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Now in its twelfth year, Class 46 is dedicated to European trade mark law and practice. This weblog is written by a team of enthusiasts who want to spread the word and share their thoughts with others.

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Anthonia Ghalamkarizadeh
Birgit Clark
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Christian Tenkhoff
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Niamh Hall
Nikos Prentoulis
Stefan Schröter
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Yvonne Onomor
Medion wins this round in "life" dispute with Nokia

Just out today, the General Court's judgment in case T-460/07 (Nokia v OHIM, Medion) was a bit disappointing for Nokia. As the IPKat already informed us last week,Nokia sought to register "LIFE BLOG" as a CTM in classes 9, 38 and 41. 

Medion opposed mainly on the basis of an earlier German trade mark registration for "LIFE" in classes 1,7 to 11, 16, 21, 28, 37, 38, 41 and 42.Nokia failed to convince OHIM's Opposition Division, as well as the Board of Appeal, and the General Court was not too kind either. It upheld the Board of Appeal's decision and rejected Nokia's appeal. The Court held thatonsumers generally attach more importance to the beginning of words since they are more pronounced (para. 60 citing case T-325/04 "Wordlink") and made the following distinction regarding the word "blog" (paras 62 and 63)

Applied to IT or telecommunications goods or services, ‘blog’ must be considered as having a limited distinctive character since, by reference to that area, that word is usually understood, even by the average German consumer of those goods or services, as referring to an online diary (weblog). In that category, the word ‘life’ has a greater distinctive character than the word ‘blog’. However, as regards all the other goods or services which do not imply an IT or telecommunication element, and in regard to which the word ‘blog’ has no meaning, it must be held that neither of the two elements ‘life’ or ‘blog’ emerges clearly as the element with the most distinctive character. [The juicy part comes next] However, as OHIM has rightly observed, the greater degree of inherent distinctiveness of ‘blog’ will, assuming it is established, be somewhat offset by the fact that ‘life’ is at the beginning of the sign, as the public’s attention is usually concentrated on the beginning of the sign applied for.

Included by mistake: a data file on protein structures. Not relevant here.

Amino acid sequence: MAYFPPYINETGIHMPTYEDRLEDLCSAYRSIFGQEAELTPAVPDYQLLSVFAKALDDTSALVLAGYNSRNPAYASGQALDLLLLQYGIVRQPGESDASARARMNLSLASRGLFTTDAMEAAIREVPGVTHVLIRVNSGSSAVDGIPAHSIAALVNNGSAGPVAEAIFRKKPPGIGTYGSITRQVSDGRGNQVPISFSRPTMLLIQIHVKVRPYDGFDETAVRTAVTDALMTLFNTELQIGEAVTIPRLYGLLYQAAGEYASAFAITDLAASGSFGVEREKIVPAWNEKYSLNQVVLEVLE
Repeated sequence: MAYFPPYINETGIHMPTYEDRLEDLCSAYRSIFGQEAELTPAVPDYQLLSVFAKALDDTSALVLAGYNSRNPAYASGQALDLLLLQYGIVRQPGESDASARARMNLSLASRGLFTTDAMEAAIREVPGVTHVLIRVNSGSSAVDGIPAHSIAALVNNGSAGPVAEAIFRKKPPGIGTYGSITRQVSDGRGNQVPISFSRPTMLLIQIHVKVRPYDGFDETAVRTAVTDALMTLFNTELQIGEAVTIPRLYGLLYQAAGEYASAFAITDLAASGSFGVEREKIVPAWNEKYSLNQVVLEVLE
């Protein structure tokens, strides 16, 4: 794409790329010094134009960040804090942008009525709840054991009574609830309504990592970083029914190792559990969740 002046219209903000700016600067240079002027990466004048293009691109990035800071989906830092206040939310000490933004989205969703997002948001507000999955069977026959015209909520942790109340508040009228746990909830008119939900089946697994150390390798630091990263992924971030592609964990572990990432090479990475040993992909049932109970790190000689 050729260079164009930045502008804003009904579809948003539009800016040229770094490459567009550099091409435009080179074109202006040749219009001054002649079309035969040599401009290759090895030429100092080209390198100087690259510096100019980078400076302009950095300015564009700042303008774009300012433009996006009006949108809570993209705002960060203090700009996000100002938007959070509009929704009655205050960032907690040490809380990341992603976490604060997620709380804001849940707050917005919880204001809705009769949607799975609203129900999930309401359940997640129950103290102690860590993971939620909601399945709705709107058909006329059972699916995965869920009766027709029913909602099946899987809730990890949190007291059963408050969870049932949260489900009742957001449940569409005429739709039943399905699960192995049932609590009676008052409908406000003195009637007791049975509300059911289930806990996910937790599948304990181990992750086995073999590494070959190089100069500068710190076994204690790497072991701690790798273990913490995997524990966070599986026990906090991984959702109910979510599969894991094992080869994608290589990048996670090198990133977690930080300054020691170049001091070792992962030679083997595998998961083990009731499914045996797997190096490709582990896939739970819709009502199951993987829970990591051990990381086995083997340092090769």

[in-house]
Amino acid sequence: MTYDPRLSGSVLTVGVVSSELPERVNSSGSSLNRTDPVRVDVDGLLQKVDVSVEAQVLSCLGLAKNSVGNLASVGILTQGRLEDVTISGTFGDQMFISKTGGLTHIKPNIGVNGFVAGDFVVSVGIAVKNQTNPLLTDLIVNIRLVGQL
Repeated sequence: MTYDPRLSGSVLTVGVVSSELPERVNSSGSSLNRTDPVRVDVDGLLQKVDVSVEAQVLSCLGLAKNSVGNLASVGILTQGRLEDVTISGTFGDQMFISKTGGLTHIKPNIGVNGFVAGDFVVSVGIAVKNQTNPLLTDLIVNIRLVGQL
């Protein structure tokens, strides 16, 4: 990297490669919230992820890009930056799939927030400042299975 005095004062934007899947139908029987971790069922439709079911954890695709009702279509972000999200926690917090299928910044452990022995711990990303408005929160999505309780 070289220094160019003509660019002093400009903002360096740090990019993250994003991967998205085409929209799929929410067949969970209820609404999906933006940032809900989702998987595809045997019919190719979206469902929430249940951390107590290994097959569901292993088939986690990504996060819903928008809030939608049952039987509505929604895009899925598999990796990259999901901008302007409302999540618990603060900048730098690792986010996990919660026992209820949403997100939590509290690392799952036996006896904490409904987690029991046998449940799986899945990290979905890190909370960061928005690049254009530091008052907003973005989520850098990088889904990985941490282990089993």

Further the Court held that “according to the case-law, when a composite mark consists of one component juxtaposed to another trade mark, that latter mark, even where it is not the dominant component in the composite mark, may still have an independent distinctive role in the composite mark. In such a case, the composite mark and the other mark can be regarded as similar (Case T-212/07 Harman International Industries v OHIM – Becker (Barbara Becker) [2008] ECR II-0000, paragraph 37; see also Medion, paragraphs 30 and 37). In this case, having regard to all the above considerations, the ‘life’ element retains an independent distinctive role in the mark applied for” (para 73).

Another interesting bit revolves around the Court’s answer to Nokia’s argument of peaceful coexistence on the market of many marks incorporating the term “life” [kind of a “crowded field argument”]. The Court held that although it could not be entirely excluded that such coexistence could reduce the risk of confusion [that sounds like “don’t even think about it”], nevertheless, it should be proven before OHIM that such coexistence is based upon the absence of consumer confusion [yeap, that’s a no – but how could you ever prove that?]

Comments or thoughts anyone?

Posted by: Nikos Prentoulis @ 14.28
Tags: General Court, CFI, t-460/07, life life blog, nokia, medion, opposition, likelihood of confusion,
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